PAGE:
Will Apple’s Steve Jobs bid France adieu?

“French lawmakers want all digital-music players to adopt common software standards. Is this Jobs & Co.’s cue to pack up its iPods and bid the country adieu? The French have done it again. In an attempt to update copyright laws for the 21st century, lawmakers in France have thrown a giant spanner in the works of the nascent online digital music business. Late on Mar. 21, the lower house of the legislature, the Assemblé National, passed a law that will require sellers of digital-music players and online music services in France to open up their technical standards and become entirely interoperable,” Arik Hesseldahl writes for BusinessWeek.

“The law, passed by the National Assembly by a vote of 296 to 193, requires companies that sell digital-music files in France to open up their digital rights management systems so that the files can be played on any device. The law, if ultimately enacted, may set the stage for Apple to shut down its digital-music sales operations in the country, though Apple hasn’t said one way or the other if that is the case,” Hesseldahl writes. “Apple has sold more than a billion songs worldwide since launching the online service in 2003. But its songs are playable only on the ubiquitous iPod portable music player.”

MacDailyNews Note: iTunes Music Store songs are also playable on any Mac or Windows personal computer. You do not even need an iPod to purchase and listen to music from Apple’s iTunes Music Store. As has always been the case, purchased songs can be burned to music CD and imported into any device.

Hesseldahl continues, “…The nuclear option: Pull iTunes out of France entirely. The potential of boosting sales of iTunes downloads, on which Apple makes only a few pennies, at the cost of losing sales of iPods, on which Apple can make a 50% margin, isn’t much of a business trade-off. ‘Remember that the iPod drives iTunes downloads, not the other way around,’ says Michael Gartenberg, analyst with Jupiter Research in New York.”

Full article here.

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Related articles:
Wired’s Kahney: Proposed French copyright protection law a good thing for consumers in the long run – March 22, 2006
Apple calls proposed French DRM law ‘state-sponsored piracy,’ predicts iPod sales increase – March 21, 2006
French National Assembly approves digital copyright bill; could affect Apple’s FairPlay DRM – March 21, 2006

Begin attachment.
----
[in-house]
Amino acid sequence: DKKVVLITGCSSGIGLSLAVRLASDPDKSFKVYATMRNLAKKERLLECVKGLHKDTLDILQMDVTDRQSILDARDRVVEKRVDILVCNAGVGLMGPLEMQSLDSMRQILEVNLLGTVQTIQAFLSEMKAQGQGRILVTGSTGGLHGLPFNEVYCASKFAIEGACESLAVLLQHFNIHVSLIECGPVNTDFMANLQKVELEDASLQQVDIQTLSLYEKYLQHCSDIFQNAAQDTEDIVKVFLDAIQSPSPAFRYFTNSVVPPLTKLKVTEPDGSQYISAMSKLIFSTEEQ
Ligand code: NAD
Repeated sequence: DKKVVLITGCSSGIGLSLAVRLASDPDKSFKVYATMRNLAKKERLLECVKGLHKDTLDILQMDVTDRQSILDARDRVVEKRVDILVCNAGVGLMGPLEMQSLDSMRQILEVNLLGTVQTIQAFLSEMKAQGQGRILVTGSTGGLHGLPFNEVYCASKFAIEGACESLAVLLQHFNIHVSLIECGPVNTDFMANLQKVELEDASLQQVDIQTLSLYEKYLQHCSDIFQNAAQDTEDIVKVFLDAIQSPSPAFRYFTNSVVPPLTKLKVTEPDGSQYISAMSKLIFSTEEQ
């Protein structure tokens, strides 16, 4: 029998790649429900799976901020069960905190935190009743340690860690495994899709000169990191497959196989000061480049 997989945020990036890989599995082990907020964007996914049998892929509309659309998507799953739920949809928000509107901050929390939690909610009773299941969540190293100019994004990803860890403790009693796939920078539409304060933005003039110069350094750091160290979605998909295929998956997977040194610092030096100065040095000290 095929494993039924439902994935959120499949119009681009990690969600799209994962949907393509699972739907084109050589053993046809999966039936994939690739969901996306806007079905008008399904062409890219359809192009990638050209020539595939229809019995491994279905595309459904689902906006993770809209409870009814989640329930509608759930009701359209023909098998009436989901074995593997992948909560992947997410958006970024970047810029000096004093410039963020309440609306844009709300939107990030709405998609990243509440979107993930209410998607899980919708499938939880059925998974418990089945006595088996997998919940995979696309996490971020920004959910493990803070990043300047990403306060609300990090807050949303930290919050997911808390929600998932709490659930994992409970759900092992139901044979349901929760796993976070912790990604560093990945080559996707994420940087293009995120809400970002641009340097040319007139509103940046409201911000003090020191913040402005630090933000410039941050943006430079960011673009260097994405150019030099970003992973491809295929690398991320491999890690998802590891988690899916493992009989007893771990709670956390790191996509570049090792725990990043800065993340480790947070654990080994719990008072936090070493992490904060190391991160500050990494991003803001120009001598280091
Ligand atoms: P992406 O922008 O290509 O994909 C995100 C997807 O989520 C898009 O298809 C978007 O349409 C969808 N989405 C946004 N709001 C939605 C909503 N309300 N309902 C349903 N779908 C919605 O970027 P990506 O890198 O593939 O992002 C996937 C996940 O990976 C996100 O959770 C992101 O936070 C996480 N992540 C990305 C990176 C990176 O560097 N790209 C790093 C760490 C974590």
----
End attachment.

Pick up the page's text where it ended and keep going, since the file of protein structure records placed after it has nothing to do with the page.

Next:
55 Comments

  1. I played iTunes music for years without an iPod — only got one when it sprouted video abilities. Pleased I did, but too soon before.

    Either way, do the French lawmakers actually ‘get’ the playing options with iTunes?

    Maybe MDN should go tell them…

  2. It is amazing to me that these idiot politicians cannot see the eventual outcome of this action. France seems to be populated by children these days. And I don’t mean that as a broad insult. It just seems that their lawmaking actions are naive an based on petulance rather than logic. Look at the riots that have been going on over a law that loosens regulations for hiring, paying and firing younger workers. The unions are going berzerk and rioting because employers shouldn’t be allowed to fire anyone without an act of the National Assembly. Great food and wine, beautiful country, but their politics are nuttier than ours.

  3. DJ-

    Sadly, lawmakers rarely understand what they are doing when they craft a law. Consider the numerous recent American examples of bad laws: the Drug plan, the Bankruptcy bill.

    American copyright law is considered to be badly out of date.

  4. Not to be mean but it’s about time. Apple should open up fairplay to other companies in both software and hardware market. Apple has a monopoly like MSFT and is controlling it just as tightly as MSFT does.

    of course no other software company is going to have the simple interface, or work as well as iTunes/iPod, so I don’t think either will go anywhere.

    And iTunes music, isn’t playable on any other portable player. the iPod may be the best but it isn’t alone nor should it be. i thought we lived in a captialist society yet I guess I was wrong.

  5. Either way, do the French lawmakers actually ‘get’ the playing options with iTunes?

    This is what you get when a socialist government tries to interfere with the free operation of business competition. They will always enact a law that has the exact opposite result they intended. That’s because government can’t control economies. At best they can only influence them.

    Better the French socialists work to dismantle the French socialist economy and allow people to get back to work.

  6. Spark:

    You might want to edjumacate yourself a little gooder about those protests. They are happening because the bill, which takes effect next month, “allows employers to fire workers younger than 26 in the first TWO YEARS on the job, without citing a reason”:

    http://news.yahoo.com/s/ap/20060321/ap_on_re_eu/france_jobs_and_dreams_2

    If I was under the age of 27 and living in France, I’d be protesting a ridiculous law like that. Would you?

  7. Mac-Yak,

    If I’m a private employer, and as long as its not a “discriminatory” firing (based on race, religion, etc) why shouldn’t I have the right to fire somebody who works FOR ME for whatever reason I want? Why should they have a legal shield that prevents me from getting rid of the “dead wood”?

  8. And always have been. They are contrarians of the worst kind, mostly being different just to be different.

    They are also the type that talk a good game, but fail or cave-in when the going gets tough. Want a good laugh? Type in French Military Victories on a Google Search and then hit the I’m Feeling Lucky Button.

    The French are expert at snatching defeat from the jaws of victory.

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